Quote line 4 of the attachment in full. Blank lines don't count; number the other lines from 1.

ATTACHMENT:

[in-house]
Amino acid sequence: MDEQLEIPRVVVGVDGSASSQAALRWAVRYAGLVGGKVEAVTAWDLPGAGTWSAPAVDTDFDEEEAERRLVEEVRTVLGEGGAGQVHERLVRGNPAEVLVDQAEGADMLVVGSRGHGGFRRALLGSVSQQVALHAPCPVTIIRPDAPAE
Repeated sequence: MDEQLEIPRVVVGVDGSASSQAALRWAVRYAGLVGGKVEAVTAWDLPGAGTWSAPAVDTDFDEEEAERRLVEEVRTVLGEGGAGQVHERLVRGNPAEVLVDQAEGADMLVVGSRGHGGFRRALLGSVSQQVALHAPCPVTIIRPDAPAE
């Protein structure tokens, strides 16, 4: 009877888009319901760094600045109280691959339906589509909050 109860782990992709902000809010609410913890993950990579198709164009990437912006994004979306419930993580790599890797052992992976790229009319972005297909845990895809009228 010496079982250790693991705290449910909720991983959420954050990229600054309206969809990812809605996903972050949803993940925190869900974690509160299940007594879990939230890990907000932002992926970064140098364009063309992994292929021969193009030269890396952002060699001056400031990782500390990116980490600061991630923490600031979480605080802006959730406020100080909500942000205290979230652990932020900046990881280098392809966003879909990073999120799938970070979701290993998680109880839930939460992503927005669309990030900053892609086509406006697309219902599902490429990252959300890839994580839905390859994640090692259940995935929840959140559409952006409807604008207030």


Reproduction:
């Protein structure tokens, strides 16, 4: 009877888009319901760094600045109280691959339906589509909050 109860782990992709902000809010609410913890993950990579198709164009990437912006994004979306419930993580790599890797052992992976790229009319972005297909845990895809009228 010496079982250790693991705290449910909720991983959420954050990229600054309206969809990812809605996903972050949803993940925190869900974690509160299940007594879990939230890990907000932002992926970064140098364009063309992994292929021969193009030269890396952002060699001056400031990782500390990116980490600061991630923490600031979480605080802006959730406020100080909500942000205290979230652990932020900046990881280098392809966003879909990073999120799938970070979701290993998680109880839930939460992503927005669309990030900053892609086509406006697309219902599902490429990252959300890839994580839905390859994640090692259940995935929840959140559409952006409807604008207030």